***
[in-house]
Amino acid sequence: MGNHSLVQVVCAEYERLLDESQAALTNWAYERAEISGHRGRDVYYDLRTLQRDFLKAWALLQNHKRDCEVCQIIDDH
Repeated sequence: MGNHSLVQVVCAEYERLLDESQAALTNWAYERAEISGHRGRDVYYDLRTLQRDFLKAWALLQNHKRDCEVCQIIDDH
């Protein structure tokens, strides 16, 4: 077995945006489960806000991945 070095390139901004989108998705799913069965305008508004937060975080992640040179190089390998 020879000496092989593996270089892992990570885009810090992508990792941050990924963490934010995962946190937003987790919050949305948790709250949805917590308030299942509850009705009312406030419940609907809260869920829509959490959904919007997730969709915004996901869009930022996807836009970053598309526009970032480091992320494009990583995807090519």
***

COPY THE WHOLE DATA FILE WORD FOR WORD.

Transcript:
[in-house]
Amino acid sequence: MGNHSLVQVVCAEYERLLDESQAALTNWAYERAEISGHRGRDVYYDLRTLQRDFLKAWALLQNHKRDCEVCQIIDDH
Repeated sequence: MGNHSLVQVVCAEYERLLDESQAALTNWAYERAEISGHRGRDVYYDLRTLQRDFLKAWALLQNHKRDCEVCQIIDDH
């Protein structure tokens, strides 16, 4: 077995945006489960806000991945 070095390139901004989108998705799913069965305008508004937060975080992640040179190089390998 020879000496092989593996270089892992990570885009810090992508990792941050990924963490934010995962946190937003987790919050949305948790709250949805917590308030299942509850009705009312406030419940609907809260869920829509959490959904919007997730969709915004996901869009930022996807836009970053598309526009970032480091992320494009990583995807090519």